Users of Microsoft's Office products released last October can expect the first service pack for the software in late June.
Service Pack 1 (SP1) will apply to InfoPath 2003, OneNote 2003, Project 2003, Publisher 2003, Visio 2003 and SharePoint Portal Server and Windows SharePoint Services, as well as the Microsoft Office Suite, which includes Word, Excel, PowerPoint, and Outlook, a Microsoft spokesperson says.
Microsoft usually delivers the first service pack six to nine months after it brings a product to market. Service packs typically roll together all product updates and bug fixes issued up to that point. Occasionally, Microsoft will use a service pack to add functionality. Representatives from the vendor wouldn't discuss technical details of Service Pack 1, saying it is too early.
Since its release in October, Office 2003's retail sales and the number of volume buyers who bought the rights to install the software is approximately double the number reached by Office XP in the first months after its release, according to Microsoft.
In November, Microsoft issued the first "Critical Update" for Office 2003, less than a month after the suite's launch. The update, distributed online, fixed a problem involving art elements as managed in three of the applications.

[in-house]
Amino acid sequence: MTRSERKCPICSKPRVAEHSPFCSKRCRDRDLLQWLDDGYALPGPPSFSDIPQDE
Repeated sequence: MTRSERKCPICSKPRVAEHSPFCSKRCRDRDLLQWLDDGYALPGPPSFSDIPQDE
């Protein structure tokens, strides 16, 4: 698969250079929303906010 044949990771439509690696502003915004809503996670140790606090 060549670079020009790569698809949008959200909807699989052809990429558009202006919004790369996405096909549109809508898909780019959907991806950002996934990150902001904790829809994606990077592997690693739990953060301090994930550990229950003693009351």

The service pack might spark more sales or installations, as many businesses tend to wait until the first bundle of updates is released before using a product. However, Ken Smiley, an independent analyst in Kansas City, does not see Office System SP1 as a major release.
"There haven't been a whole bunch of problems with Office 2003; for the most part it has been pretty solid and well received. Service Pack 1 is not something that, as far as I know, is going to fix some huge, gaping security hole," Smiley says.
Office 2003 went through what Microsoft called the company's largest beta test ever, including a ?refresh? of the second beta to squash more bugs.
The refresh pushed back the Office 2003 release, but Microsoft said the delay would add to the product's stability, making the first release comparable to a product with the first service pack installed.